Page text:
Few countries hold as much fascination for travelers as Morocco. The exotic sensations it provides have always fascinated voyagers, long before the modern tourism arrived. The long stretch of Atlantic coast down Morocco’s west features cool breezes and long sandy beaches, separated from the mountainous region by wide swathes of fertile plains. To the north is the Mediterranean coast, just a stone’s throw from Europe. The magic around this country strikes the perfect balance between the exotic, the unknown, and the spirit of adventure. From the breathtaking Atlas Mountains to the ancient medinas, the sweeping fortresses that rise out of the sands and the vibrant and colorful spice markets that live in every city. Here you will find the best Hiking, Cycling, and Cultural tours.

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Morocco is a quite simply country but full of dramatic and beautiful landscapes. The valleys are deep…the places are special… and the magic that surround us is unique!

Sapphire oceans caress white sandy beaches. The purple peaks of the Atlas Mountains glitter with snow.  Behind every city wall is an adventure in art and architecture. The cuisine take us on an incredible journey of flavores.

The great imperial cities of Rabat, Fez, Meknes and Marrakesh have medieval rhythms about them with their dynastic monuments, medinas, and squares filled with snake charmers and storytellers.

The long stretch of Atlantic coast down Morocco’s western side features cool breezes and long sandy beaches. It is separated from the mountainous region by wide swathes of fertile plains. To the north, is the Mediterranean coast, just a stone’s throw from Europe.

Morocco is located on the westernmost tip of north Africa, bordering Algeria to the east, Mauritania and the disputed territory of Western Sahara to the southwest and southeast, the Atlantic Ocean to the west and the Mediterranean to the north. Running through the middle of the country is the Atlas mountain range.

The Middle Atlas range sweeps up from the south, rising to over 3,000 m (9,850 ft), covered with woodlands of pine, oak and cedar, open pastureland and small lakes. The Rif Mountains run along the north coast. Often snow-covered in winter, Morocco’s mountains are home to the country’s significant indigenous Berber population.

The official language is Arabic. Berber is not officially recognized even though it is the language of the country’s first inhabitants, who form a majority. French is widely spoken throughout the country, except in the northern regions where Spanish is more predominant. English is also understood, particularly in the north and major tourist destinations like Marrakech.

All visitors to Morocco require a valid passport with at least 6 months’ validity. You should ensure that your passport is stamped when you enter the country. Some tourists have experienced difficulties leaving the country because their passport bears no entry stamp. Not all countries need a Visa (ask in advance). European citizens don’t need a visa to visit Morocco for the purpose of tourism for up to 3 months.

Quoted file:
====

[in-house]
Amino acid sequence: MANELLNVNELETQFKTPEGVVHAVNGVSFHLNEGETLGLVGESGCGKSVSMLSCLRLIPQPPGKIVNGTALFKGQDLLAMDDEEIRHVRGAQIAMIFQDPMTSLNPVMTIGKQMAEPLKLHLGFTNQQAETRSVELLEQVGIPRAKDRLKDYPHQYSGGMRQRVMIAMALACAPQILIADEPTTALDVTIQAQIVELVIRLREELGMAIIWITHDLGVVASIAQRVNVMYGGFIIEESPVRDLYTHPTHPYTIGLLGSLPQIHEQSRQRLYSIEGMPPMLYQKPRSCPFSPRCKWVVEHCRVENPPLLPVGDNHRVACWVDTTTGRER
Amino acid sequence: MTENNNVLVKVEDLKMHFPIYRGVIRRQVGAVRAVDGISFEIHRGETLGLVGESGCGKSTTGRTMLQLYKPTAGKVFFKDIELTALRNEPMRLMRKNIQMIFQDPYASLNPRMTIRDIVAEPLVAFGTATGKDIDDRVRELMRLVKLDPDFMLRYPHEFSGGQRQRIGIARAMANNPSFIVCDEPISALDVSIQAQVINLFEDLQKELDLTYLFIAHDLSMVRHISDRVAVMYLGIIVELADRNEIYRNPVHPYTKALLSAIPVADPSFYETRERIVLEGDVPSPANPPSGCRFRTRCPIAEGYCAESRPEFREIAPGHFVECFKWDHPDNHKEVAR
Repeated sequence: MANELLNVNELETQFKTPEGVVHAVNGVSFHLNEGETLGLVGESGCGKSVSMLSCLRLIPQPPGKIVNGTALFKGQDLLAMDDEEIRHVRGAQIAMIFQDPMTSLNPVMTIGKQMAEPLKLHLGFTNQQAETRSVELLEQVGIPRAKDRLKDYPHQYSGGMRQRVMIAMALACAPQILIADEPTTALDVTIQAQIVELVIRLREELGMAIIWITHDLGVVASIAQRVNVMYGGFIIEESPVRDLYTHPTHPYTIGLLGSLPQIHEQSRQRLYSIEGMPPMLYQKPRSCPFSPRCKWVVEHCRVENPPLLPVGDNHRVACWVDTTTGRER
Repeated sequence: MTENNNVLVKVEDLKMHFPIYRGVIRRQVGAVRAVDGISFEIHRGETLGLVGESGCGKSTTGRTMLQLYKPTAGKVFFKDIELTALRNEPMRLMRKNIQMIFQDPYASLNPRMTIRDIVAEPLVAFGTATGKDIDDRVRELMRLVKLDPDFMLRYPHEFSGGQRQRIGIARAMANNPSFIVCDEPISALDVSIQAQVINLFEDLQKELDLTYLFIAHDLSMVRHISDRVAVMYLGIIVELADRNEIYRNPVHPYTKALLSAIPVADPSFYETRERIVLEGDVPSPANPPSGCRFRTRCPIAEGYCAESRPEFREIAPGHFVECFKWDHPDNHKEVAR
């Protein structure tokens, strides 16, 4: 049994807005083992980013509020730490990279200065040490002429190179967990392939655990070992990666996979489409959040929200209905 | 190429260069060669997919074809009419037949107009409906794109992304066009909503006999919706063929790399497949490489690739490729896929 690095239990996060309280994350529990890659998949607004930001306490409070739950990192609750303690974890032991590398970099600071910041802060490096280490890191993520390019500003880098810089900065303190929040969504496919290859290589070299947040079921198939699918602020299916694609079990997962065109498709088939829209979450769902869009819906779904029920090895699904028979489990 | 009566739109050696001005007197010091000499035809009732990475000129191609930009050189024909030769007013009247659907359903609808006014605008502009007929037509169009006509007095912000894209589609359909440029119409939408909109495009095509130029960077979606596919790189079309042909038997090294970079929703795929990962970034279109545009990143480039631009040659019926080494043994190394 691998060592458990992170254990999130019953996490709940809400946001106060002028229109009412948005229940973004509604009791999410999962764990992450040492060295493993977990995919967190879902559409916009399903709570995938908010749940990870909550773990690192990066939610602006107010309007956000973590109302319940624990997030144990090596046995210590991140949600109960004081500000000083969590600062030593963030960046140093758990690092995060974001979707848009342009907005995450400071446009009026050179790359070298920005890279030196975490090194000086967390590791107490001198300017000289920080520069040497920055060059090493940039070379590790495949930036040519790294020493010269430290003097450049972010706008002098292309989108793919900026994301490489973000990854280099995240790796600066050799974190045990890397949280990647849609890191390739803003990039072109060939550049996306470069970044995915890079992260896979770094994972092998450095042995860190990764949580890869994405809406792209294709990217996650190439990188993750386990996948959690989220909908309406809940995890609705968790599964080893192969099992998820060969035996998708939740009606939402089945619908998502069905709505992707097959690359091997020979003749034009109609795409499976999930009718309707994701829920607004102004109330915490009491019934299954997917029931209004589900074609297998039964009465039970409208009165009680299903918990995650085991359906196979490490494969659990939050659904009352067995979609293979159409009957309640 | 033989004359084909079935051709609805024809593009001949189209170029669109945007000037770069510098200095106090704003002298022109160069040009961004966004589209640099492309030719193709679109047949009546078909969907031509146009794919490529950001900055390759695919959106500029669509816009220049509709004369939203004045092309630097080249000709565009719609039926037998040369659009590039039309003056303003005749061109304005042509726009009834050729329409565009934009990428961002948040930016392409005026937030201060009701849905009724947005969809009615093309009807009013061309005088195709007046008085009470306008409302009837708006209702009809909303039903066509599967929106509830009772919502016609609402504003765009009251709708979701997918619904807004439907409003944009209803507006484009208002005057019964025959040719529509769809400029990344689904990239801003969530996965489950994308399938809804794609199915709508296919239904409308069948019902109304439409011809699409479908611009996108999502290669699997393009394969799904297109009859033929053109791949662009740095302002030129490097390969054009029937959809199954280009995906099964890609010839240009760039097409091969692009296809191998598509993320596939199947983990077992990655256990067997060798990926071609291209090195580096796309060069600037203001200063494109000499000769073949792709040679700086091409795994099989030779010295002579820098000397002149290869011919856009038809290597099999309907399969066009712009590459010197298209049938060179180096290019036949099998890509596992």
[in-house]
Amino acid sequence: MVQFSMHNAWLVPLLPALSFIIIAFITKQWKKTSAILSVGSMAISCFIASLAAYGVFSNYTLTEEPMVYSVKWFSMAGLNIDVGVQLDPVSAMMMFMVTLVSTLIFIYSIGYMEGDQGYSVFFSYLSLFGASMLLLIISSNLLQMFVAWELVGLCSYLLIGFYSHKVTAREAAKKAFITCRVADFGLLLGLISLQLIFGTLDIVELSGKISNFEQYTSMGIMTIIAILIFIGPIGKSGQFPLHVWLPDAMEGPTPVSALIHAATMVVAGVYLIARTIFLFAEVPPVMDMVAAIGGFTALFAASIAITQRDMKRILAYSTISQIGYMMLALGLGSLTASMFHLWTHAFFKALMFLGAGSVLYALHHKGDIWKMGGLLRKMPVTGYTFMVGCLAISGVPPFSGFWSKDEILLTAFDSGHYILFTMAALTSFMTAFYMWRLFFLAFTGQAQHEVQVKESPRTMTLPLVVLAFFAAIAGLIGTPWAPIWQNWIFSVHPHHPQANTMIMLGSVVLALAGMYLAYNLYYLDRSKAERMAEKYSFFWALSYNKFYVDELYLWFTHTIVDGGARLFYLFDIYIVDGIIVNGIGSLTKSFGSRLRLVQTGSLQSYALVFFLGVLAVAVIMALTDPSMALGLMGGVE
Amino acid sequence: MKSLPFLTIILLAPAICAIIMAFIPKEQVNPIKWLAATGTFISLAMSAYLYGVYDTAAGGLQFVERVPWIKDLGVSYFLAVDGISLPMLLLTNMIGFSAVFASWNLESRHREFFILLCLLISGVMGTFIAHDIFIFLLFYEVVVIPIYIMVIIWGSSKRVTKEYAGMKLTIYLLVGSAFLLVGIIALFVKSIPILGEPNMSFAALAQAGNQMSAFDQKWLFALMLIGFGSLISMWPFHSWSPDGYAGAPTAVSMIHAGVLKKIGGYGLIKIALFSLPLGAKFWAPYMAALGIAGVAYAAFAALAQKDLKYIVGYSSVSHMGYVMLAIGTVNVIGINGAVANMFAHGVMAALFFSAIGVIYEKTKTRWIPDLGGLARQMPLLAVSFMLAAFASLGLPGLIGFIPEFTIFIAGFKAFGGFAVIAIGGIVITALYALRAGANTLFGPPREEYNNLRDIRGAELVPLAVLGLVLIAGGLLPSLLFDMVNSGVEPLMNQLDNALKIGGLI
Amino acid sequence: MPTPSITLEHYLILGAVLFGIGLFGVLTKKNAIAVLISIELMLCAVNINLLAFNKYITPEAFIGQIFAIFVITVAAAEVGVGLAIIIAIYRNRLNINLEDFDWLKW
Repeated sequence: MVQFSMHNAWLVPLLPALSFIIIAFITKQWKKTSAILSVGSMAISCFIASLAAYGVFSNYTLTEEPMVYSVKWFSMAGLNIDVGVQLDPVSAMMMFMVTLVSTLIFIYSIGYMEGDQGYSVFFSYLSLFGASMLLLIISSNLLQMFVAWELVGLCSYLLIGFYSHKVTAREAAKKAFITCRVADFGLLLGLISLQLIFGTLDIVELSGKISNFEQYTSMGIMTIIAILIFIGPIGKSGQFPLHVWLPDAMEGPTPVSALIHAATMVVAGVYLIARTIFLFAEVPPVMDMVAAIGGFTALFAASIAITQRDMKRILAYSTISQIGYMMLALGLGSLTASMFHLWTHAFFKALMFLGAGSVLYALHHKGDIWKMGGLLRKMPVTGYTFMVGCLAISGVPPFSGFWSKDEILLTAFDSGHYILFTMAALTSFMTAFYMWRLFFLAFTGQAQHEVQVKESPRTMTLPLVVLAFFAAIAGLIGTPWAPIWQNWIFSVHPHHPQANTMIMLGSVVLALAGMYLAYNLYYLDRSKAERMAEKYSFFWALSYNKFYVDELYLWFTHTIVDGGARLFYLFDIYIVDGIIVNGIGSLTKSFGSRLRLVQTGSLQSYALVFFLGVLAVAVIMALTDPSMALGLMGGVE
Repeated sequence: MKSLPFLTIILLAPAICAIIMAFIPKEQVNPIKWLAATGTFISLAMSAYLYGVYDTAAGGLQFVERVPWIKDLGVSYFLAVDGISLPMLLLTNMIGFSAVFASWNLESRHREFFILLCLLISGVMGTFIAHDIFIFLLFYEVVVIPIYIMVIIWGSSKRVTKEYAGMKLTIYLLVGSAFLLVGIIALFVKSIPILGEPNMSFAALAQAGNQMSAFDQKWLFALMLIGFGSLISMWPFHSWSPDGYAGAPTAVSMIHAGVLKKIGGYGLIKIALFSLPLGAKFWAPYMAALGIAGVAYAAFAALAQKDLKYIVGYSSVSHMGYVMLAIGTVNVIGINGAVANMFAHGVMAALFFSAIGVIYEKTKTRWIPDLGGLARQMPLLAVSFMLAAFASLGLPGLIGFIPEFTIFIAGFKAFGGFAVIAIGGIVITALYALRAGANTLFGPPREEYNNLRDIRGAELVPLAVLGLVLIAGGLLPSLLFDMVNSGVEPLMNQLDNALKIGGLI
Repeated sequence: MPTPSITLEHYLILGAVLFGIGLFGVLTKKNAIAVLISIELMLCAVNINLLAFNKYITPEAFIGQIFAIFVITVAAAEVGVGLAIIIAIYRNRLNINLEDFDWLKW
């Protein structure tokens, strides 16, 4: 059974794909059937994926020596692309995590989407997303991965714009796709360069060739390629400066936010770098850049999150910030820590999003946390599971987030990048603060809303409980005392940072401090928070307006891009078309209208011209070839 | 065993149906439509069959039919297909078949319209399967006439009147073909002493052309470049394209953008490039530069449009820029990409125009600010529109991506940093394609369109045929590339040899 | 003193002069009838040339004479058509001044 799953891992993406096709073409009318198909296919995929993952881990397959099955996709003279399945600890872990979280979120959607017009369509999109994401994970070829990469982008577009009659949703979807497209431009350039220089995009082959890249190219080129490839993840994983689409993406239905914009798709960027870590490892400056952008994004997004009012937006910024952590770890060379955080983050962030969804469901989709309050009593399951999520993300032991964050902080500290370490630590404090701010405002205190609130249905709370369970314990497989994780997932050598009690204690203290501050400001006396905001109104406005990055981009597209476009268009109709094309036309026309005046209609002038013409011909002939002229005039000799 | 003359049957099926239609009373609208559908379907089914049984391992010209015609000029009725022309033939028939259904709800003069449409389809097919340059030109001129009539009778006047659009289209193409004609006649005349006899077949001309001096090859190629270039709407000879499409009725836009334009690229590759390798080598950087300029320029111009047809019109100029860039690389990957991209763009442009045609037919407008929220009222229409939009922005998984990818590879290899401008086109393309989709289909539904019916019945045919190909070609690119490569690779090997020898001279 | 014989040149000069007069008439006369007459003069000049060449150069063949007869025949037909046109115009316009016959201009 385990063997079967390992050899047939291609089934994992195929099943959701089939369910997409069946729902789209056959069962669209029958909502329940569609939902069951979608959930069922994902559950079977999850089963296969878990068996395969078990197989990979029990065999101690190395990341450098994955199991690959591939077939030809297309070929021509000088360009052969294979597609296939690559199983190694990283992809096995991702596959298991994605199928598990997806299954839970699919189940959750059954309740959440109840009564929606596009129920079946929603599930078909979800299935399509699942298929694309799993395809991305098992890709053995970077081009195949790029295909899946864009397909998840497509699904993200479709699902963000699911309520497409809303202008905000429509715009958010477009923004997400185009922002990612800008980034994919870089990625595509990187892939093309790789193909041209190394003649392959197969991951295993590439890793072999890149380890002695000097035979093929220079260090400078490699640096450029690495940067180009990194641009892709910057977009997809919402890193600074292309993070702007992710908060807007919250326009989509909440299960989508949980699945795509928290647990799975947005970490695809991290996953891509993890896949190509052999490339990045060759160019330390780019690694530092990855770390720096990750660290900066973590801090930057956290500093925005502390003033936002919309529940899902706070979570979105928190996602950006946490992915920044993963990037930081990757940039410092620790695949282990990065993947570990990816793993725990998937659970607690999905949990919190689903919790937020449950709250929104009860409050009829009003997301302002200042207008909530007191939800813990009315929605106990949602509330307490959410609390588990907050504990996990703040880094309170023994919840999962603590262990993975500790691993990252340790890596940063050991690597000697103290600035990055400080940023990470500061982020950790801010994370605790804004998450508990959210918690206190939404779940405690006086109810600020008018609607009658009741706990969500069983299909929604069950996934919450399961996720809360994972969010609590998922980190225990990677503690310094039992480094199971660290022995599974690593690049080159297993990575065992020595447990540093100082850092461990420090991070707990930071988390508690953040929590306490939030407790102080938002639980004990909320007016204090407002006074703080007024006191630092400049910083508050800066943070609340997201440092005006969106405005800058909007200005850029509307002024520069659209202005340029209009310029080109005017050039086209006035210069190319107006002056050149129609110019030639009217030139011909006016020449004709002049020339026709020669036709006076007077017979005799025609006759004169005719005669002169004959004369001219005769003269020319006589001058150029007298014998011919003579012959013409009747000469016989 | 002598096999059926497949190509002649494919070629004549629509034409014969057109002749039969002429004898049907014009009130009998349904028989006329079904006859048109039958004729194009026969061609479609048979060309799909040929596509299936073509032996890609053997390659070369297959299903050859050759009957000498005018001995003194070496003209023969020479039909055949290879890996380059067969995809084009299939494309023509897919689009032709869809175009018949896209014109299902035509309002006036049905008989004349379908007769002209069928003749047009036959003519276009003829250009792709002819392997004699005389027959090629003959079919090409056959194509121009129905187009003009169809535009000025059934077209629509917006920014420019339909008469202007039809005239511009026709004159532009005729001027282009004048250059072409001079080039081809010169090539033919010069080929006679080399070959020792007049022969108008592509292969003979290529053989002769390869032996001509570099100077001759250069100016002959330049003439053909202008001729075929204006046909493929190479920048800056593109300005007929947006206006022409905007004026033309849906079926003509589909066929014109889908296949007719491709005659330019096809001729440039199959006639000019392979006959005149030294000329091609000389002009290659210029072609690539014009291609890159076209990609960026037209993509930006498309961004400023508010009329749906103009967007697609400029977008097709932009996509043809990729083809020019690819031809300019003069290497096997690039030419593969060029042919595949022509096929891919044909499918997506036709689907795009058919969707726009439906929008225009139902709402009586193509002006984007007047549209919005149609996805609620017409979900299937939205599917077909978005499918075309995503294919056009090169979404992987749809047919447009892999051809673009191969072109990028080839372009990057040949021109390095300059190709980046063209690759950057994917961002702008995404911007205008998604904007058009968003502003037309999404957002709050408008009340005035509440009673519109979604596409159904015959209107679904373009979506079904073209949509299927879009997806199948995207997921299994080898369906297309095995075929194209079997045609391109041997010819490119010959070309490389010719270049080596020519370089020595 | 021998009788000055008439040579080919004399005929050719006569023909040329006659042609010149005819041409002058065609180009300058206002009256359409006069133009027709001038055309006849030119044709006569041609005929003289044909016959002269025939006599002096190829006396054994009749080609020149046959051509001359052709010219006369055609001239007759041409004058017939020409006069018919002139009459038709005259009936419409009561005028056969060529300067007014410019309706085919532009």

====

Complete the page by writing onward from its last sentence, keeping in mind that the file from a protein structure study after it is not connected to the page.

Most destinations, including Morocco, require that you have adequate un-used pages in your passport, allowing for any necessary stamps upon arrival and departure. We recommend that you have at least two free pages in the Visas section of your passport before any international travel. U.S. citizens can get extra passport pages added to their passports as fast as within 24 hours.

Morocco is one of the few countries in Africa where it is not necessary to get vaccinations in order to travel. Nevertheless, if you have not received Typhoid or Hepatitis A shot in the past, it is advisable to get them. Please also inquire with your doctor to make sure you are up to date with your polio and tetanus vaccines. Morocco is a country where your health is not in danger when you travel. Except for a few rare cases near Mauritania, Morocco is a malaria-free country. Malaria is present in the northern, coastal areas of the country but is not a major problem.

While no shots are required to enter Morocco, it is recommended that you come prepared with a personal medical kit, as you do not want to spend time looking for a pharmacy and risk them not having what you need. Morocco does have French pharmaceutical shops widely available throughout the country in all major cities and many villages therefore if basic things such as cold medicine, Imodium, allergy creams or over the counter medicine are needed you can visit one of them. Moroccan Customs don’t have a list of prohibited products, but they do advise anyone traveling with prescription medication to make sure they have a copy of the doctor’s prescription with them and that the quantity of medication carried is within the limits of the prescription.